BUFFALO, N.Y. — If you ever want to get a glimpse into what life was like millions of years ago, the Buffalo Zoo may be just the place to visit. One of their newest arrivals is a Komodo dragon named Kadal.

Komodos are the world's largest lizard, an ancient species that has existed on earth for more than 900,000 years.

"Lizards in general are pretty old," said Penny Felski, herpetological manager and team leader at the Buffalo Zoo. "The Squamates is the most recent of the described order of lizards, they were first discovered in the Jurassic era, living alongside the dinosaurs, so they're modern day dinosaurs, really."

Komodo dragons are native to only a small part of the world, inhabiting three small islands near Indonesia. In their environment, they are by far the dominant predator, and they can grow to over eight feet long.

"They can get up to 150 pounds in the wild, that's typical, a little larger at times," Felski said. "They can eat up to 80 percent of their mass in one feeding once they reach adult size, which is pretty incredible."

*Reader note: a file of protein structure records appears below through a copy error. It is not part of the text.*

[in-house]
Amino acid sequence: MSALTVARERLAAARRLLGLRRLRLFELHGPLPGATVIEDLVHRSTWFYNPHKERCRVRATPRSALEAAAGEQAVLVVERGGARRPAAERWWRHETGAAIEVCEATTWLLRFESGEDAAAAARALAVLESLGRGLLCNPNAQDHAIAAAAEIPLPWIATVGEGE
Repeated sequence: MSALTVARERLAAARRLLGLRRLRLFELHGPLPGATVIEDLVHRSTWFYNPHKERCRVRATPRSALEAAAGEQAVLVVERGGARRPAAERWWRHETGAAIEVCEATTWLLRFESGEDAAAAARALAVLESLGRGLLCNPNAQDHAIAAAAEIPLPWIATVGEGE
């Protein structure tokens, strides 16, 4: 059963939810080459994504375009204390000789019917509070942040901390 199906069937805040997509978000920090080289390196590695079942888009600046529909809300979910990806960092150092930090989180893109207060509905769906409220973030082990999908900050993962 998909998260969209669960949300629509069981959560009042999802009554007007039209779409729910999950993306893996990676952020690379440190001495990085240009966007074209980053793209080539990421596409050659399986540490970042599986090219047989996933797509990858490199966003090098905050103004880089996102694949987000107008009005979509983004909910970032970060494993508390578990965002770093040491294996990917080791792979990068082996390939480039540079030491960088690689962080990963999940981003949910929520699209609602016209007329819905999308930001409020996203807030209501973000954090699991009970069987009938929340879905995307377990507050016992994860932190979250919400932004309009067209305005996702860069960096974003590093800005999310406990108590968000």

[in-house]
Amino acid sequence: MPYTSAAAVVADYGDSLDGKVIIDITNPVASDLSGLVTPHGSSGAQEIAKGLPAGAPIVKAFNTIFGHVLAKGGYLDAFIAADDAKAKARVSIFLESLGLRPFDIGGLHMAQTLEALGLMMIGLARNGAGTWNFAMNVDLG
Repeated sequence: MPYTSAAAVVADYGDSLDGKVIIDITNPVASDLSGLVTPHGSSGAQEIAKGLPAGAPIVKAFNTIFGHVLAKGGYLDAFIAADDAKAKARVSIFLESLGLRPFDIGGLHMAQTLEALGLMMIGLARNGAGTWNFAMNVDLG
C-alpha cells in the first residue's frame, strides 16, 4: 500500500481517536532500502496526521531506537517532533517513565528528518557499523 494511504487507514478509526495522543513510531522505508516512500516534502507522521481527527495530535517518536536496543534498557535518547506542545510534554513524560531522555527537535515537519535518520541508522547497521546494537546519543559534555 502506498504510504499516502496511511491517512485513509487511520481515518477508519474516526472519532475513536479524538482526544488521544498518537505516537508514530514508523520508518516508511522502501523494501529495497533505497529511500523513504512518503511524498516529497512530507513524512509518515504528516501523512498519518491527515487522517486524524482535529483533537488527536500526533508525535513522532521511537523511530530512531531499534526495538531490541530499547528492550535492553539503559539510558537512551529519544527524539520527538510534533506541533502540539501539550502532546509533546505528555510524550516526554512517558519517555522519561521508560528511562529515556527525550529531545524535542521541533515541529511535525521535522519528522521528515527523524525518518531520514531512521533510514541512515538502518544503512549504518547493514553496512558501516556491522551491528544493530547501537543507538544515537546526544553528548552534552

Komodo Dragon
Komodos have a toxic bite and a powerful tail.
Terry Belke

As one might think given their massive size, they are a formidable force. They have a powerful tail that can break bones and a devastating bite.

"They have a cocktail of over 50 described strains, bacterial strains in their saliva. And recently a venom gland was found in their lower jaw," Felski said.

Their skill as hunters allows them to take a variety of prey, birds, mammals and other reptiles when young, and even deer when they reach adulthood. Felski says that they also have a great sense of smell, but not from the usual organ.

"They have a Jacobson's organ on the roof of their mouth, so they'll stick their tongue out, and then pull their tongue back in and point the tips to the roof of their mouth where that organ is, and they can detect where the scent molecules are coming from," Felski said. "It aids in detecting prey."

And as if all that isn't enough, they also have the ability to reproduce parthenogenically, meaning females don't even have to have their eggs fertilized to reproduce.

Still, despite their survival prowess, they are threatened by human influence, which is why zoos are working hard to help preserve this remarkable species.

"They were here before humans, so I think its our objective and our goal should be to protect everything big and small to the best of our abilities," Felski said.

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